RPS: Is there anything that alters the fixed hit chance thing? The way the game seems to pre-determine some outcomes and keep them even if you reload?

Jake Solomon: Oh, that’s a good point. I probably should have done that, actually. Sorry. I think Civ includes an option, don’t they, where basically you can either have things be synchronised where every single time, even if you reload, the same thing happens, or it’s random. I could probably have made an option where the results weren’t synchronised. [Sighs]. That’s a good idea. I didn’t do that. I’m sorry.

RPS: And it’s free, right? Why do that in this age of ubiquitous DLC?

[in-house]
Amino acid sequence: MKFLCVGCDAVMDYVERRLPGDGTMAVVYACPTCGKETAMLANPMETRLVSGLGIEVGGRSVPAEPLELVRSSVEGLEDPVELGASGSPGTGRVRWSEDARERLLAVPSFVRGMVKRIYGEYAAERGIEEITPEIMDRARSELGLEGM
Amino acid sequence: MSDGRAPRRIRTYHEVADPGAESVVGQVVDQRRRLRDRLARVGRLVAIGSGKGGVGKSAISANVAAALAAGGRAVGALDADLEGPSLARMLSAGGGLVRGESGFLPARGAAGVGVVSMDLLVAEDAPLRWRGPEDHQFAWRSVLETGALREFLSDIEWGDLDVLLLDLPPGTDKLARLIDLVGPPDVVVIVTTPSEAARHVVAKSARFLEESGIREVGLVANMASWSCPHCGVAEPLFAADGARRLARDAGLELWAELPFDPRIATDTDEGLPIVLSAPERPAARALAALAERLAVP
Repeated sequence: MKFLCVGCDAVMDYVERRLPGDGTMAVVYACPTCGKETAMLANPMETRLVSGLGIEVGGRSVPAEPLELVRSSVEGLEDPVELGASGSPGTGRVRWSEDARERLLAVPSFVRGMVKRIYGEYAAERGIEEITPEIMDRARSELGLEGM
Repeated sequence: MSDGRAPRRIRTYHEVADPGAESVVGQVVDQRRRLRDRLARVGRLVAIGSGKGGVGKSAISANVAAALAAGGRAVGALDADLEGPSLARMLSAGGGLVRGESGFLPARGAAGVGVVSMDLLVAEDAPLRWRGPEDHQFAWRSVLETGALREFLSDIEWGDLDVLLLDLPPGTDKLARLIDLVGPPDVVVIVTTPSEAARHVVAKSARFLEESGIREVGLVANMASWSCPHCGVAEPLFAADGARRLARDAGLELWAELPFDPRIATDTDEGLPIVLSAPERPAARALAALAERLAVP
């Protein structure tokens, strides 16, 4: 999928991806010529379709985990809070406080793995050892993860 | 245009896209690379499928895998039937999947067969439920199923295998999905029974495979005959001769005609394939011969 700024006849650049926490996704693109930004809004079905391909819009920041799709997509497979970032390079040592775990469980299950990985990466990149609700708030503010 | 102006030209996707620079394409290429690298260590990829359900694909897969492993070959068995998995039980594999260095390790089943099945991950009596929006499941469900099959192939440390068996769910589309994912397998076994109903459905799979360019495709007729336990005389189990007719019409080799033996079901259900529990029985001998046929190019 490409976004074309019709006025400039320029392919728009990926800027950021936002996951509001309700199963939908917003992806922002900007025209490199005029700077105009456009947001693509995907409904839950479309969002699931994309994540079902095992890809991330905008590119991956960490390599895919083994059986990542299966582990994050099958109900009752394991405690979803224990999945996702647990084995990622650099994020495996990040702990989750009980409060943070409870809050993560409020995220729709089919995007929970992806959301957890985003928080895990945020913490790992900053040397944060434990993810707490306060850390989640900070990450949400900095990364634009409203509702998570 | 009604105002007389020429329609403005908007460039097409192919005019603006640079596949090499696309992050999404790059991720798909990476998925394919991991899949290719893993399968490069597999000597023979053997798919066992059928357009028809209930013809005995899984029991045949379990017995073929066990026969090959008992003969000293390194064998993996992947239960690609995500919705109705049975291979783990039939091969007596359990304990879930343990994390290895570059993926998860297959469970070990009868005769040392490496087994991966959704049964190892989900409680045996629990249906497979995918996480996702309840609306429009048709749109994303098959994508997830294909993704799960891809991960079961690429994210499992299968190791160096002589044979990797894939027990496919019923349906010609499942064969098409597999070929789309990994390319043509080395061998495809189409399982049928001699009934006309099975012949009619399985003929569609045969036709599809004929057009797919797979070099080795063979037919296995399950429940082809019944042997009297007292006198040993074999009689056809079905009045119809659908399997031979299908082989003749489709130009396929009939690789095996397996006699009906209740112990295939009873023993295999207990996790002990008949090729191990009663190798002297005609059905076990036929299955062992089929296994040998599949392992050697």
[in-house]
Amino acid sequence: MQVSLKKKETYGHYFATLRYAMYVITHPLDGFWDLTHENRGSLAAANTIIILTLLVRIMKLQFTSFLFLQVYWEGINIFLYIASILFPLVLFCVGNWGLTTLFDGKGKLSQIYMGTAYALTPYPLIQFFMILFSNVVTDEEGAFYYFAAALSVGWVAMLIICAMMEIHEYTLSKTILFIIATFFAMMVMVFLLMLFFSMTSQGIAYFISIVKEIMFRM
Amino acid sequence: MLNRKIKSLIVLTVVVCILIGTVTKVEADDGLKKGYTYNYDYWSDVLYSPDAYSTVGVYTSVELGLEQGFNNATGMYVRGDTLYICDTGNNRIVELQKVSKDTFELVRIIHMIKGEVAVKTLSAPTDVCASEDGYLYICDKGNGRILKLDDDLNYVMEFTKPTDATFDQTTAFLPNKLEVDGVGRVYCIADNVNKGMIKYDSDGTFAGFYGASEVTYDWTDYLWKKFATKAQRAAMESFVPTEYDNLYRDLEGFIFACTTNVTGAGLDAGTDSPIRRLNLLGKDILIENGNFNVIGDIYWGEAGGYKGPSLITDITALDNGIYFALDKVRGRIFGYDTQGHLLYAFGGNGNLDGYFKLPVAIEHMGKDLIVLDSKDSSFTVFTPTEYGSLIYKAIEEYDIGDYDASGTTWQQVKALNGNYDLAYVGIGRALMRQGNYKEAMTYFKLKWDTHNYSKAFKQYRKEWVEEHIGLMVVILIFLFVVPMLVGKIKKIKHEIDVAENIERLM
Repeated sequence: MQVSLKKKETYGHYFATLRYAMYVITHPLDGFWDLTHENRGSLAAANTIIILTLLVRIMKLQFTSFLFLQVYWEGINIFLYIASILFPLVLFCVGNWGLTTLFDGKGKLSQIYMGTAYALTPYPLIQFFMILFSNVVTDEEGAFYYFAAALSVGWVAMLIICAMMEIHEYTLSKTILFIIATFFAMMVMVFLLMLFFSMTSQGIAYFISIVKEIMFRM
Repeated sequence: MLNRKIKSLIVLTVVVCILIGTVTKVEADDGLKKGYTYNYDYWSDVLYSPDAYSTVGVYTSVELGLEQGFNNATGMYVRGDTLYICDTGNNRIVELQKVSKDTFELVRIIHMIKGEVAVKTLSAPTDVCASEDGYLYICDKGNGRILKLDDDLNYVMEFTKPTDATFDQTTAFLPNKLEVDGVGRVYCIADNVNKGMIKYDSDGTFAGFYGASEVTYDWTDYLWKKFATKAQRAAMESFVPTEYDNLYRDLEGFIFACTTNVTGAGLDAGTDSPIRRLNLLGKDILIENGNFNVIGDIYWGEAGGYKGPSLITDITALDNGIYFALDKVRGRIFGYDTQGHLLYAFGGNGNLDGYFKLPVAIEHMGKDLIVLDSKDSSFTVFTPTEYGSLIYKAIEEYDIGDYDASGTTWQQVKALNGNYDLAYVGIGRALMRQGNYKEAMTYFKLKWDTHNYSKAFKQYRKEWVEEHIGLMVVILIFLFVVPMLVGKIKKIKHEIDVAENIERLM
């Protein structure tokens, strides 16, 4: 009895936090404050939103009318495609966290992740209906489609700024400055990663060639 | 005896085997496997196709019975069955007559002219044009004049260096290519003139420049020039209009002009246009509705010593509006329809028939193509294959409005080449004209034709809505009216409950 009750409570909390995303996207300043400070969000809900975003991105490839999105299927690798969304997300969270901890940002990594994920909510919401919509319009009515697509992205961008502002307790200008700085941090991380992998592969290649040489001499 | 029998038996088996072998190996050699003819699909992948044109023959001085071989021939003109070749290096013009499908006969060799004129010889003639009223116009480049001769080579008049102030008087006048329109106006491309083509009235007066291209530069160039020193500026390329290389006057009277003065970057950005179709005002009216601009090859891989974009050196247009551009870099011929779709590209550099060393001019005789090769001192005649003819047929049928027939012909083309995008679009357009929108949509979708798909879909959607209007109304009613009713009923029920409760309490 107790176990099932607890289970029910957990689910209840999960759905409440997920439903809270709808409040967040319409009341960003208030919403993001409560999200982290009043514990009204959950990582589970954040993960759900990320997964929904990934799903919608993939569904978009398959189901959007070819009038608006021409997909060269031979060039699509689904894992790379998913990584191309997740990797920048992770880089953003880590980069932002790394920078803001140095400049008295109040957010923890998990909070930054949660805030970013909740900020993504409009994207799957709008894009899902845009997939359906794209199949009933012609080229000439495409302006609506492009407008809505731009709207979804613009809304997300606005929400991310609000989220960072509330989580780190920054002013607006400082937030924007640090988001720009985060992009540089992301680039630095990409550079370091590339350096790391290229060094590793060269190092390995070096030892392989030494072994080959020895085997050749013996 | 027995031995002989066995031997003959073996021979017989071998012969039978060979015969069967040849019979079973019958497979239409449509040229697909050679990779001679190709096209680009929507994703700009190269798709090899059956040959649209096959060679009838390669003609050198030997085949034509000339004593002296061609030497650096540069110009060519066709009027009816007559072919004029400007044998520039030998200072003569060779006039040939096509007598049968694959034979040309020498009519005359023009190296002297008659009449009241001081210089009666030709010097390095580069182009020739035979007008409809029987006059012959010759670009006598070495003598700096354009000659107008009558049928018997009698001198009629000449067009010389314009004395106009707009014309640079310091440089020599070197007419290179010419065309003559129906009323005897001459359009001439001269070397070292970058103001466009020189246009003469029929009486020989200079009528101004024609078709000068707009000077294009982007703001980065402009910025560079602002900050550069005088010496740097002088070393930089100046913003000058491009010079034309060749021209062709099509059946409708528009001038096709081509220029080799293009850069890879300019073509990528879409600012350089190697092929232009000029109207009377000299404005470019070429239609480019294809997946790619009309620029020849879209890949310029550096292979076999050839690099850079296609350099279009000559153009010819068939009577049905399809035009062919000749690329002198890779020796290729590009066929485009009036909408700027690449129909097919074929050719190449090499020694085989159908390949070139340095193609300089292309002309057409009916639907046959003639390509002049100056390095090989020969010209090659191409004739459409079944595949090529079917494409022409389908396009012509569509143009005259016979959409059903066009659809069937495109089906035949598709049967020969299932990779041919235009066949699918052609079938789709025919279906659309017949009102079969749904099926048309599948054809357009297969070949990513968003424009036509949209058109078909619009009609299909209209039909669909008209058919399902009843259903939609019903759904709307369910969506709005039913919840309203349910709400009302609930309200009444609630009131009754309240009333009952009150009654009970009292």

Jake Solomon: Yeah, it’s free. It’s not something we wanted to charge for because a lot of people are playing the game and actually playing it a lot more than we expected, to be honest. It’s funny because, when I was doing press before the game came out, it was this big thing that the maps were pre-made, but don’t worry, you can play through the game twice and you probably won’t see the same map. But in hindsight that’s not very helpful, because we didn’t realise people were going to play the game that much. A lot of people have played it four times, or five times, or they’ll start it over and over because they’re playing Iron Man. What we want to do is add to the replayability of the game, so there’s a way to help those people find more value for their dollar, or Euro, or whatever.